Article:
The IRS just blew millions of dollars on a project that already failed before

accountant taxes filingAndrew Burton / Getty

  • A 2015 bill directed the Internal Revenue Service to
    begin using private debt collection agencies to recover some
    outstanding tax debts.
  • The program cost $20 million in fiscal year 2017, but
    the private collectors only regained $6.7 million of the $920
    million of debt assigned to them.
  • The private collectors also disproportionately
    collected from low-income Americans and from people getting
    Social Security benefits.
  • Private collection of outstanding tax debt was also
    tried from 1996-1997 and 2006-2009. Both times, the program was
    ended because it lost the IRS and the government

The Internal Revenue Service paid $20 million to private debt
collectors in fiscal year 2017 as part of an effort to recoup
unpaid taxes, an initiative kicked off by a 2015 bill from

There’s one problem: the private collectors only recovered $6.7

According to
a new report
from the IRS internal consumer advocate, the
Taxpayer Advocate Service, the private debt collection brought in
only a sliver of the amount it was designated to recoup. And it
ran afoul of some of the program’s designed guardrails.

The IRS assigned private collection agencies (PCAs) $920 million
in “inactive tax receivables” — or outstanding tax payments. That
means the PCAs got back just 0.7% of the money assigned, while
the program to retain the collector cost over three times as

“Thus, it does not appear that PCAs are particularly effective in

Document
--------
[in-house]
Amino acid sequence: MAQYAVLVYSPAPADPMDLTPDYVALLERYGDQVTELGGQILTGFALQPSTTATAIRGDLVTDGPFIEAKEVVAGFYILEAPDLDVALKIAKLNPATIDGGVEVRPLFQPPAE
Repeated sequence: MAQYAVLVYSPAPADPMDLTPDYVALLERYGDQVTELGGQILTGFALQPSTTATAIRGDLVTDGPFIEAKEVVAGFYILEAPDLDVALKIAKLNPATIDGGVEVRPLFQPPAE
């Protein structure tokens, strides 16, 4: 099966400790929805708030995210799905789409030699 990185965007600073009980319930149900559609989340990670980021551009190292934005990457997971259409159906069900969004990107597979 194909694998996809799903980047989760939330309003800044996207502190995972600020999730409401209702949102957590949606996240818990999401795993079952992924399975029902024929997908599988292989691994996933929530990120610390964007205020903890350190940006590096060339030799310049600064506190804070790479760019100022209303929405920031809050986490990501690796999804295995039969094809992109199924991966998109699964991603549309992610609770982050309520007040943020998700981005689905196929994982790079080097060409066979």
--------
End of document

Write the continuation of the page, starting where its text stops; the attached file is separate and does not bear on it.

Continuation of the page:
collecting the debts assigned to them,” the report reads. “In any
event, the cost of the PDC program thus far exceeds the revenue
it generates.”

The report also found that the agencies disproportionately
received payments from people of low incomes. Overall, 44% of the
people who made payments to the collectors make up to 250% of the
federal poverty limit, around $31,000 for an individual.

The Taxpayer Advocate Service also found that in many cases, the
PCAs were entering low-income Americans into payment plans that
were unaffordable and financially burdensome. 

Additionally, the service found that some of the payors to
private collections agencies were Social Security recipients,
despite the law forbidding the agencies from going after people
on Social Security.

The push to privatize the collection of outstanding taxes was a
long-time goal of congressional Republicans, though the 2015 law
that created the new program as a way to pay for infrastructure
investment had bipartisan support.

It is also not the first time PCAs have been utilized by the IRS
for collection purposes. These collectors were used from 2006 to
2009 and similar to the current situation, the program lost

a 2014 letter to members of Congress
discussing the
possibility of using the PCAs again, Nina Olson, the head of the
Taxpayer Advocate Service, warned that the program from 2006 to
2009 was a failure.

“Based on what I saw, I concluded the program undermined
effective tax administration, jeopardized taxpayer rights
protections, and did not accomplish its intended objective of
raising revenue,” Olson wrote. “Indeed, despite projections by
the Treasury Department and the Joint Committee on Taxation that
the program would raise more than $1 billion in revenue, the
program ended up losing money. We have no reason to believe the
result would be any different this time.”

Another effort to partially privatize the debt collection
functions of the IRS from 1996 to 1997 similarly result in
failure and the termination of the program. 

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